where it goes when it goes, or, a helluva July 4th.

The man who unknowingly encouraged her to stay in Buffalo simply by betraying true creative originality over a glass of wine one night with a coworker and her friends turns out to be the object of the coworker’s seven-year crush. Ah well, she thinks, there will be others. Meanwhile to avoid recognizing the ruins a rough timeline has left her in, she focuses instead on the boy she can’t have. Let him go, you know you should let him go. Her words release him but her heart refuses to, looking around her town in dismay. What am I doing here, what am I doing.

Sleeps with a stranger and lost in a kiss find she is also lost in thoughts of he-who-is-not-here. Not good, so not good…

Crawls home to recover with her cat, sleeping until two in the afternoon, whispering into her comforter, Let this afternoon be my entrance into something I don’t yet recognize or understand.

Acceptance of the pain I have not faced. The surprise and the change. All of this loss. Some give, and some take. Love, and an empty room.

Let it in so you can let it out.

Thursday we all go home early, the coworker to take her artist friend to a 4th of July fireworks show, me to sleep with a stranger because, honestly, that’s kinda what I do. Monday we stagger in, reaching for the chocolate. She says, no, the artist is flirting with every woman I know, I just want to stay friends with him. I say, I stopped aching when I admitted I was angry, but writing an angry email to someone who’s not going to do a damn thing about it was the most rational thing I did all weekend.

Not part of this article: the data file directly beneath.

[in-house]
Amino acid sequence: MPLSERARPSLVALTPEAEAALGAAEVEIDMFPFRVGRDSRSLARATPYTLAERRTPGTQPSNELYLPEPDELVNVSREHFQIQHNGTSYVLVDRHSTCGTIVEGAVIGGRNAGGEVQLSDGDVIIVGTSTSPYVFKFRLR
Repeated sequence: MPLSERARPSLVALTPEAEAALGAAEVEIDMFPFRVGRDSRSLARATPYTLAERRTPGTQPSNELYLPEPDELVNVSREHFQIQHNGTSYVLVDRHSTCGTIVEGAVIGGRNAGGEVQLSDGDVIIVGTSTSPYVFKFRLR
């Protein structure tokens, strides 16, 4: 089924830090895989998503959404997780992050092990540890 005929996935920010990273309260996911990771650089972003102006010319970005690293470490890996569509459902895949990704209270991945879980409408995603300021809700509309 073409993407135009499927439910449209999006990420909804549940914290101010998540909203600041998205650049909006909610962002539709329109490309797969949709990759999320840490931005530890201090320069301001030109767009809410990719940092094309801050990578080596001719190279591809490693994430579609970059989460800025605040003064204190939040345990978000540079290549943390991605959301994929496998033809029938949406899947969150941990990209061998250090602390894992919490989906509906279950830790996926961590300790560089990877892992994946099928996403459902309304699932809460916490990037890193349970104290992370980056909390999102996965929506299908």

Maybe the flirty artist can flirt with me. Maybe I can keep it in my pants next weekend. Maybe a little less booze, a little more honest love. A little higher and deeper and more raw.

Even when it hurts and I say it with a loud exhalation, I still say Let’s keep this real. Real, real, real, until reality shifts, the circles overlapping in their lilac gold and gray, shift out of focus, into focus, away from focus, all the suns shine, and we are left in a garden, exposed, and saying, “Ah.”

Now I see what I could not.

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